A group of Illinois Republican lawmakers are sponsoring a resolution that calls for the separation of the Chicago Conference from the state of Illinois, which would make the country's third largest city.
Resolution House 101 is the latest salvo in a war draft that is nearly one hundred years old between indigenous rural areas in southern Illinois and urban areas, progressive in the Chicagoland area. As with previous attempts to separate the city, this project has little chance of becoming a reality.
Even sponsors admit the secrets that Chicago do not want to see separated from Illinois. Instead, they said that they have signed this resolution to express frustration with Chicago's great presence in state politics.
“I don't believe that Chicago and the state of Illinois should be separated,” said Illinois Republican C.D. Davidsmeyer, one of the co-sponsors of the resolution, said to the State Journal-Register. “It is more a barrier to policies than to the real faith that Chicago and Illinois would be better off as a separate state.” T
Instead they state that the intention is to focus attention on cultural and financial tensions between urban and rural areas in Illinois.
“The case for (House Resolution 101) is the ongoing attacks on our traditional family values, the right to protect ourselves, the right to the way we want to educate our children,” explained in the Illinois Republic. Brad Halbrook Republican community in television interviewed with Capitol Connection, broadcasting covering Illinois state politics.
House Resolution 101 was submitted to the Rules Committee in February and it seems unlikely that it will be removed from the committee. No hearing is currently scheduled on the resolution.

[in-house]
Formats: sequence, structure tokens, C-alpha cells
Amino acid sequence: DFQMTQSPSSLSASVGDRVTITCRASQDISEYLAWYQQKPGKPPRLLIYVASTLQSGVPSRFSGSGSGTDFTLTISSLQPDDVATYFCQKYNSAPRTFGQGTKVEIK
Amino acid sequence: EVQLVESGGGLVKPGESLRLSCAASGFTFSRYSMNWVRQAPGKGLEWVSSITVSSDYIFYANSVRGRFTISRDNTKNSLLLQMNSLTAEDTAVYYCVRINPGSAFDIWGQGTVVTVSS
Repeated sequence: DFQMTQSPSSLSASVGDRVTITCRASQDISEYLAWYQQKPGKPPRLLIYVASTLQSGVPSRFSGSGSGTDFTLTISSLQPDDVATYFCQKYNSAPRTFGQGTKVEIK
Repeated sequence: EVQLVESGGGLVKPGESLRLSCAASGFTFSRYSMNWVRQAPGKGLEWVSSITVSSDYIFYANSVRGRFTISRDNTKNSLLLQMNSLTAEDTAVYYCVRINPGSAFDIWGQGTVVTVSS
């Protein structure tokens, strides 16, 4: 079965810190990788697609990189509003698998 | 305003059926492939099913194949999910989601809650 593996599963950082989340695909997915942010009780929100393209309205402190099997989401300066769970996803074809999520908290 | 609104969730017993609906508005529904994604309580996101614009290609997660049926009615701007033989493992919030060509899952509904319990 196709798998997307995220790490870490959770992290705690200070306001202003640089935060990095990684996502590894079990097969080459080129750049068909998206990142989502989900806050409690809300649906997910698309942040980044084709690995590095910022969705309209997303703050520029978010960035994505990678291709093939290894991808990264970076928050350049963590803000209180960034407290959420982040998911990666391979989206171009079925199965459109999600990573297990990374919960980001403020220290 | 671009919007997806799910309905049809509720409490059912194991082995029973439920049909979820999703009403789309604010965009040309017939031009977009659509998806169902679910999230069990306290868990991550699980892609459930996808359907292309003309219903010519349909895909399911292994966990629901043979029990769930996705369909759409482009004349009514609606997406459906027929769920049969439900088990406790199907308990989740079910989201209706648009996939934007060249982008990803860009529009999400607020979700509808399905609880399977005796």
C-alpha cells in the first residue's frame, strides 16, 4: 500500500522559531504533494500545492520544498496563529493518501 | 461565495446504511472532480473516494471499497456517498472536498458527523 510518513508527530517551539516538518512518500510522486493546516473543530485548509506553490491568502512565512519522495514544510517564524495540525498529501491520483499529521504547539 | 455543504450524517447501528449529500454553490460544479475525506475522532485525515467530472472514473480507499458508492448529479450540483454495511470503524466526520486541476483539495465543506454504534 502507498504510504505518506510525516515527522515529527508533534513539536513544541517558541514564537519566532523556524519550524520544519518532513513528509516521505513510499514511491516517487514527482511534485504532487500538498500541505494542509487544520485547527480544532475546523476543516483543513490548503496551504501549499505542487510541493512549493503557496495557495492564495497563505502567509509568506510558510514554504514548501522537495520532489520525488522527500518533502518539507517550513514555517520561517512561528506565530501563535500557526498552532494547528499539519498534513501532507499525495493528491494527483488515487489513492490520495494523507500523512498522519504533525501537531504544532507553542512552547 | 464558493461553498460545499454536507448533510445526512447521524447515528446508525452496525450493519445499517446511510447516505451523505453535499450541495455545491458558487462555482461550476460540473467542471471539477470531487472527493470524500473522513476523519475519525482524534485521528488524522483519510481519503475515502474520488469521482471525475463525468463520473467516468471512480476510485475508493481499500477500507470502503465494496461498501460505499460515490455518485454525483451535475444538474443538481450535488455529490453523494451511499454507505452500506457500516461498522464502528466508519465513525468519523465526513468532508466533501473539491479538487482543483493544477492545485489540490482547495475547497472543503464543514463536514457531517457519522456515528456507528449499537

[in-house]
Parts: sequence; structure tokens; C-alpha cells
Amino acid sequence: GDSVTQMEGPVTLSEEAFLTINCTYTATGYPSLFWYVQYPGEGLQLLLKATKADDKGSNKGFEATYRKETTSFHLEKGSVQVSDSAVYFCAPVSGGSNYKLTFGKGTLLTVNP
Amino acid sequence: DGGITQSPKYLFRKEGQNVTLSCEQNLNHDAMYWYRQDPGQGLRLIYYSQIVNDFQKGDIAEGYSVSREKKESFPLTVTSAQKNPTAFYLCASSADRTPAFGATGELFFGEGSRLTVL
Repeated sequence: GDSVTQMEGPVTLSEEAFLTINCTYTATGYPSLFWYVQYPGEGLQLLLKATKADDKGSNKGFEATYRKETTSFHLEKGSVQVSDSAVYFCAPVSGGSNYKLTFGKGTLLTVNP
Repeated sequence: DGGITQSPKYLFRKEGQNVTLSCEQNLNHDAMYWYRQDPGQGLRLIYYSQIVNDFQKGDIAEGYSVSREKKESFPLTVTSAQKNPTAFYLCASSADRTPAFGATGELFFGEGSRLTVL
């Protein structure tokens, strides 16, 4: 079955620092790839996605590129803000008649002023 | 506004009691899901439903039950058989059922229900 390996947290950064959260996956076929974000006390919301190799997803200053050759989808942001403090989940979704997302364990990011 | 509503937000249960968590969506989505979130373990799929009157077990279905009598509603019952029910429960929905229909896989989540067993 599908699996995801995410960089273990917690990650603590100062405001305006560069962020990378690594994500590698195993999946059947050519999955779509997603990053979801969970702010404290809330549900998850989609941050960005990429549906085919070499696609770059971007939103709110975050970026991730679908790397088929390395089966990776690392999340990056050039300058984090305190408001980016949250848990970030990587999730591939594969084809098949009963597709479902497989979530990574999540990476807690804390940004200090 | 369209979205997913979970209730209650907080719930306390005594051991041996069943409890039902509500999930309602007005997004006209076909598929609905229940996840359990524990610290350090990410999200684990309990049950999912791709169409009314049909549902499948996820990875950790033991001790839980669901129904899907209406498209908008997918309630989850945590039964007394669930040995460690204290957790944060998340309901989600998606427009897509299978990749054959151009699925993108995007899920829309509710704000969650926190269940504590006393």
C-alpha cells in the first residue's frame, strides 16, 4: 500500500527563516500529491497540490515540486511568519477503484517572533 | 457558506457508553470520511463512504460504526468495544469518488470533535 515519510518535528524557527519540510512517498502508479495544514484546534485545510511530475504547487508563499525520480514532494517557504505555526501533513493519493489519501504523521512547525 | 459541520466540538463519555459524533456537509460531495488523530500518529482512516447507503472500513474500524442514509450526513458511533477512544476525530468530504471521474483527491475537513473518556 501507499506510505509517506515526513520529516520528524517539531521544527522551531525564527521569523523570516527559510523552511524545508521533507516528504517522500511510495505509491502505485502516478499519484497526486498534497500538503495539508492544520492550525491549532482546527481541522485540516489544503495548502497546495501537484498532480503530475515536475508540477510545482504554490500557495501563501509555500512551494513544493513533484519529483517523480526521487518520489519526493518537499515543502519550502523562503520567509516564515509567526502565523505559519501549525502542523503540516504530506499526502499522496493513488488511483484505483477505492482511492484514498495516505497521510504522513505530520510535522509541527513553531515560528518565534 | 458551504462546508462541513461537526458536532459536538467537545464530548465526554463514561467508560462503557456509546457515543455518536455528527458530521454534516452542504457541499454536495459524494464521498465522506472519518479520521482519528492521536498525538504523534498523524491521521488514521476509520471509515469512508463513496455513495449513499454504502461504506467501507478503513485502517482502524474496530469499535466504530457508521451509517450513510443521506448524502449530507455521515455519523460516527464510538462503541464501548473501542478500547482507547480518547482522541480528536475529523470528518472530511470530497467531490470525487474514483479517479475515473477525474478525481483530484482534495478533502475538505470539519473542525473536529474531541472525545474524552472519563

Illinois is not just thinking about turning off a part of the state.
Last year Balloid 9, which would put California in three separate states, put the ballot almost in place before the state's Supreme Court went down.
City Commissioners in South Miami, Florida, ran a resolution in 2014, calling for the southern Florida counties to make the new state of South Florida due to concerns that too many tax dollars were being lost at South Florida Hall, the capital that makes city commissioners. I felt that the climate change challenges that disproportionately affect their communities were ignored. The secret never got drawn.
Tension between urban and rural areas in Colorado resulted in a 2013 referendum that would create a state of North Colorado. It ran in different counties, but was no longer done.
The US Constitution provides a way of creating a new state from a part of an existing state, although it needs the approval of the state legislature and Congress – which is unlikely to happen in any of these cases.
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